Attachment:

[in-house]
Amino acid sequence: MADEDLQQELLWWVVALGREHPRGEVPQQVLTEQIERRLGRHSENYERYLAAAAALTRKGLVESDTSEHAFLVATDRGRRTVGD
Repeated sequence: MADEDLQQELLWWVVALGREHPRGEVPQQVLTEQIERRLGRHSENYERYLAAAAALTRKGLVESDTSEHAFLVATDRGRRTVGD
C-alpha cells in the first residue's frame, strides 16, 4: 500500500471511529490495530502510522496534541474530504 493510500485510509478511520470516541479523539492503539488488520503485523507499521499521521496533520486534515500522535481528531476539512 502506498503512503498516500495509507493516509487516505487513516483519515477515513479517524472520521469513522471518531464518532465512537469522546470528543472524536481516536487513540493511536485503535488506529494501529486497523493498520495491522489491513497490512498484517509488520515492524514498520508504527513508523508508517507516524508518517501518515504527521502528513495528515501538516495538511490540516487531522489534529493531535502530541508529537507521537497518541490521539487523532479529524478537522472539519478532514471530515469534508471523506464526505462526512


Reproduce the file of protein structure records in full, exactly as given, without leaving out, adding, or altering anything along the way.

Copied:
[in-house]
Amino acid sequence: MADEDLQQELLWWVVALGREHPRGEVPQQVLTEQIERRLGRHSENYERYLAAAAALTRKGLVESDTSEHAFLVATDRGRRTVGD
Repeated sequence: MADEDLQQELLWWVVALGREHPRGEVPQQVLTEQIERRLGRHSENYERYLAAAAALTRKGLVESDTSEHAFLVATDRGRRTVGD
C-alpha cells in the first residue's frame, strides 16, 4: 500500500471511529490495530502510522496534541474530504 493510500485510509478511520470516541479523539492503539488488520503485523507499521499521521496533520486534515500522535481528531476539512 502506498503512503498516500495509507493516509487516505487513516483519515477515513479517524472520521469513522471518531464518532465512537469522546470528543472524536481516536487513540493511536485503535488506529494501529486497523493498520495491522489491513497490512498484517509488520515492524514498520508504527513508523508508517507516524508518517501518515504527521502528513495528515501538516495538511490540516487531522489534529493531535502530541508529537507521537497518541490521539487523532479529524478537522472539519478532514471530515469534508471523506464526505462526512